5. Add an "aggregation" relationship from entities to their containing subcategory.

  6. Add an "aggregation" relationship from subcategory to its containing category.

In CDB 1.x all of these constructs would be implicitly set up by the definition of the Datasets.xml and Feature_Data_Dictionary.xml, whereas in CDB X these could be explicitly represented in the data model SQLite storage and logical model.

In CDB X, we recommend the NAS-compliant replacement to do the following.

  1. Define entity types that represent each dataset, aligning with NAS/NCV where possible.

  2. Define attributes for each entity type as specified by NAS and GGDM.

  3. Add a "generalization" relationship from each dataset to NAS entity type ZI031 "Dataset."

  4. Use the existing NAS view groups and views as the replacement of category and subcategory, defined as entity types.

  5. Add an "aggregation" relationship from entities to datasets that contain them.

As part of a backward-compatible change to CDB 1.x, the subgroup recommends adding an <Aggregation> element sequence to the current <Subcode> element to enable specifying additional containers for entity types beyond the category, subcategory, and dataset containers implied by the current structure. This will provide a migration path to generally specifying of arbitrary depth of views and containers compliant with ISO 19109. The subgroup also recommends adding a <Generalization> element to each <Subcode> element to capture the parent/child subclassing relationship for entity types defined by NAS.

8.5.2. Per-Entity vs. Per-Dataset Attributes

As explained in the previous section about feature groupings, one divergence of CDB vs. NAS and GGDM is that CDB 1.x defines which attributes are valid at the dataset level, whereas NAS and GGDM define the set of valid attributes and their associated constraints specifically for each entity type (and in GGDM, unique for each geometry type). To migrate toward NAS compliance, CDB X will need to specify the set of valid attributes per entity type. The previous sections proposes a recommendation of how to adapt the existing per-dataset attribute definitions to the proposed CDB X conceptual model to maintain backward compatibility.

However, the inverse can also be done: extend the CDB_Feature_Dictionary.xml to add a new XML <Attributes> element under the existing <Feature_Type> element to list the set of valid attributes for that particular entity type referencing the definitions present in CDB_Attributes.xml. Each such element could include an optional XML modifier for each attribute to specify that the attribute only applies to a particular geometry type to represent GGDM geometry-specific constraints. Another XML modifier could apply the same "Mandatory", "Preferred", "Optional", or "Deprecated" status as currently prescribed for linking attributes to datasets. This <Attribute> element could also specify the same set of constraints such as range, precision, etc. to override the global definition for that specific feature type, although in practice most will probably just use the global definition.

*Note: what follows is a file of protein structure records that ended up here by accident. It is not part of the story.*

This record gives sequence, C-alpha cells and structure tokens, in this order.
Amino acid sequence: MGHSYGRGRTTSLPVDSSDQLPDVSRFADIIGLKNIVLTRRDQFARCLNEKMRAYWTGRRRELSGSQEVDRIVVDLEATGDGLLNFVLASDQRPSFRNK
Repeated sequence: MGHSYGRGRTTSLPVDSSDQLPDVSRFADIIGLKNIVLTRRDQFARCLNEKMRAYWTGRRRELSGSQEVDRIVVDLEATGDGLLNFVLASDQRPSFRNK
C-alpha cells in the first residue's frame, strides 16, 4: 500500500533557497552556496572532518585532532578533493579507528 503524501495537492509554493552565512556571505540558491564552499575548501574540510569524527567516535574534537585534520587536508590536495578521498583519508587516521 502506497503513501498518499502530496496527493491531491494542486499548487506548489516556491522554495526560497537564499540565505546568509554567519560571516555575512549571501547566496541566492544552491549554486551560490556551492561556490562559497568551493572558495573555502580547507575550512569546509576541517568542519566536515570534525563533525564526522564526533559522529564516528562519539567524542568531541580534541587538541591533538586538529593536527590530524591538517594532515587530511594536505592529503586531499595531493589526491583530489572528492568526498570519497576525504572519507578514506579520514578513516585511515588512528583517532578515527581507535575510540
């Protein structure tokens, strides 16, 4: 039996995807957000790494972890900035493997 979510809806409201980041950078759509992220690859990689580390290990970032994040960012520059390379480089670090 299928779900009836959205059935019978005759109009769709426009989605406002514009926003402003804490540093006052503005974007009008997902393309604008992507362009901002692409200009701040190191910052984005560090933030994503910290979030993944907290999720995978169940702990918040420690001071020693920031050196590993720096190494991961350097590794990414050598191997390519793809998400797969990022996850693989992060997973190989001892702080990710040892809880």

This recommendation would enable implementing NAS-compliant per-entity attribution constraints within the current CDB 1.x structural framework via backward-compatible extensions while allowing the prior per-dataset definitions to remain in place as a deprecated element while clients migrate. This approach could then be fully retired in CDB X as a breaking change. The global attribute definitions are still useful from an NCV deep semantics standpoint of capturing which attributes across different entity types have the same semantic meaning.

8.5.3. Multi-Valued Attributes

GGDM and NAS added the conceptual model for multi-valued attributes and many existing FACC attributes were retrofitted to become multiply-valued due to many entity types logically having more than one material, function, product, etc. Notably, many of the attributes that are likely to be mapping targets for CDB feature subcodes become multiply valued such as FFN "Feature Function", POS "Power Source", and PPO "Physical Product". For NAS compliance, the CDB X logical data model must support multi-valued attributes.

The GGDM provides a very convenient way to represent multiply-valued attributes that preserves backward compatibility with clients that do not understand multi-valued attribution. The attribute is defined with its name and code as normal, and the corresponding Shapefile or SQL column provides the first value of the multiple values. Each additional value is suffixed with an ordinal and defines the next value. So, for example, FFN column defines the first "Feature Function" value, FFN2 column defines the second "Feature Function" value, and so on. GGDM imposes a hard limit of 3 values, but no such limit needs to exist in CDB. Semantically, GGDM also imposes two useful constraints: values must be ordered by significance with the most significant (i.e., highest relevance) value first, and must also be filled out in order: FFN2 cannot be set if FFN is blank, for example. Clients not aware of multi-valued attributes will simply read the first and most relevant value and see the remaining value columns as simply unknown attributes, whereas clients aware of multi-valued attributes can interpret them directly.